Lumbar surgery refers to any type of surgery in the lumbar spine, or lower back, between one or more of the L1-S1 levels.
There are three general types of lumbar spine surgery that comprise the most common surgical procedures for the lower back:
This type of pain is usually referred to as a radiculopathy, or sciatica.
A decompression surgery involves removing a small portion of the bone over the nerve root and/or disc material from under the nerve root to relieve pinching of the nerve and provide more room for the nerve to heal. The most common types of decompression surgery are microdiscectomy and laminectomy.
This pressure is most commonly caused by bony overgrowths within the spinal canal, which can occur in people who have arthritis in their spines.
Laminectomy is generally used only when more-conservative treatments — such as medication, physical therapy or injections — have failed to relieve symptoms. Laminectomy may also be recommended if symptoms are severe or worsening dramatically.
Surgeons usually perform laminectomy using general anesthesia, so you’re unconscious during the procedure. The surgical team monitors your heart rate, blood pressure and blood oxygen throughout the procedure with a blood pressure cuff on your arm and heart-monitor leads attached to your chest. After you’re unconscious:
The surgeon makes an incision in your back over the affected vertebrae and moves the muscles away from your spine as needed. Small instruments are used to remove the appropriate lamina.
If laminectomy is being performed as part of surgical treatment for a herniated disk, the surgeon also removes the herniated portion of the disk and any pieces that have broken loose (diskectomy).
If one of your vertebrae has slipped over another or if you have curvature of the spine, spinal fusion may be necessary to stabilize your spine. During spinal fusion, the surgeon permanently connects two or more of your vertebrae together using bone grafts and, if necessary, metal rods and screws.
Depending on your condition and individual needs, the surgeon may use a minimally invasive incision and a special surgical microscope to perform the operation. The incision is closed using staples or stitches.
During the procedure, a small part of the bone over the nerve root and/or disc material under the nerve root is taken out.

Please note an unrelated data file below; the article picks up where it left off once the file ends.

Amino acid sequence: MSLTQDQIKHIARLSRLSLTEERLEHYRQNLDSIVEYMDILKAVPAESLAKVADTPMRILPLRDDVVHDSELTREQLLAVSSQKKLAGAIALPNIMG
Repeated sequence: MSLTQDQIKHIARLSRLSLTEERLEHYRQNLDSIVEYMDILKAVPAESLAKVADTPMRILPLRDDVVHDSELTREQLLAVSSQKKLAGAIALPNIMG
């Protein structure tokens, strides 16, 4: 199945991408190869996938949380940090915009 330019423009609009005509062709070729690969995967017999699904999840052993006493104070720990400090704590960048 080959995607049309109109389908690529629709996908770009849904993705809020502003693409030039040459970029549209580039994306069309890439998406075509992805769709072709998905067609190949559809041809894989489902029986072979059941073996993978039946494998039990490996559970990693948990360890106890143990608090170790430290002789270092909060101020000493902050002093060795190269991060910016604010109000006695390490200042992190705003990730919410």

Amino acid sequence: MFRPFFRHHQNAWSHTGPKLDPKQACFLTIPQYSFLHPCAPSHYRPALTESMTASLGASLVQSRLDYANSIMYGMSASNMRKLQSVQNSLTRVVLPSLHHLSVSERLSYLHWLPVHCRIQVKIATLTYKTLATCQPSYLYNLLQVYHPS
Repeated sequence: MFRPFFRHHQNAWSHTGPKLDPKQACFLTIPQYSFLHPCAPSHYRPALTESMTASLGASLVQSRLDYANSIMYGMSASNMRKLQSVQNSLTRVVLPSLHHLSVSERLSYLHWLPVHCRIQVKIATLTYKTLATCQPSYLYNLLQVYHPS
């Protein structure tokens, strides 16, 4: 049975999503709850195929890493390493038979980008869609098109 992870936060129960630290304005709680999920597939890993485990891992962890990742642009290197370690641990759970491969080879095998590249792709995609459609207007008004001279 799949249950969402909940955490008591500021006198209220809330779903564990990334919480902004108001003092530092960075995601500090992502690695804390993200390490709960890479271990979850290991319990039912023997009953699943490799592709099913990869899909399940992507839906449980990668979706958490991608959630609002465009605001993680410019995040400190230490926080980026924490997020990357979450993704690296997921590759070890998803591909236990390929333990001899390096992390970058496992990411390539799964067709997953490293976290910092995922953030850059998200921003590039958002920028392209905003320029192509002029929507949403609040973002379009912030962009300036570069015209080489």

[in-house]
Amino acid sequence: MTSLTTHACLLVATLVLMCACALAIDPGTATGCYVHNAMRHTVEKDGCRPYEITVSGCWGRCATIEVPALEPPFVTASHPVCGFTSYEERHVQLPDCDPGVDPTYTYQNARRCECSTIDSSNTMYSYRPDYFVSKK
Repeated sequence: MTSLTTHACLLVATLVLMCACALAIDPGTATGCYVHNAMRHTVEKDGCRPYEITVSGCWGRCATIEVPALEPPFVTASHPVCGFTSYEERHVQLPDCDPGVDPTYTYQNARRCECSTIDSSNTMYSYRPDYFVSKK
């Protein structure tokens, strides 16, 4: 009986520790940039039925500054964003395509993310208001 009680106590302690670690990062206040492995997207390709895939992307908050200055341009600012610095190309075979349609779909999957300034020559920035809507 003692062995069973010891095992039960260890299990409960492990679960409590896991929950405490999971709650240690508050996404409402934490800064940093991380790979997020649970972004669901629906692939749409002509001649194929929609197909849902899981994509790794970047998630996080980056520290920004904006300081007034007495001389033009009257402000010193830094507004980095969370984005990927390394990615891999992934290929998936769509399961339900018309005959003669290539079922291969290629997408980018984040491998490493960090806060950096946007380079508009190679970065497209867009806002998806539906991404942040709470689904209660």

A microdiscectomy (also called a microdecompression) is usually more effective for relieving leg pain (also known as radiculopathy, or sciatica) than lower back pain.
For leg pain, patients will normally feel pain relief almost immediately after a microdiscectomy. They will usually go home from the surgery with significant pain relief. For numbness, weakness, or other neurological symptoms in the leg and foot, it may take weeks or months for the nerve root to fully heal and any numbness or weakness to subside.
As general rule, microdiscectomy is considered a relatively reliable surgery for immediate, or nearly immediate, relief of sciatica from a lumbar herniated disc.
Minimally Invasive Microdiscectomy
There are two common options in an outpatient lumbar discectomy—microdiscectomy and endoscopic (or percutaneous) discectomy. A microdiscectomy is generally considered the gold standard for removing the herniated portion of a disc that is pressing on a nerve, as the procedure has a long history and many spine surgeons have extensive expertise in this approach.
While technically an open surgery, a microdiscectomy uses minimally invasive techniques and can be done with a relatively small incision and minimal tissue damage or disruption.
Some surgeons have now gained sufficient experience with endoscopic or minimally invasive techniques, which involve doing the surgery through tubes inserted into the operative area, rather than through an open incision.
There are also a few alternatives available to the above standard procedures, such as an X-STOP which is a possible option instead of a laminectomy for lumbar spinal stenosis.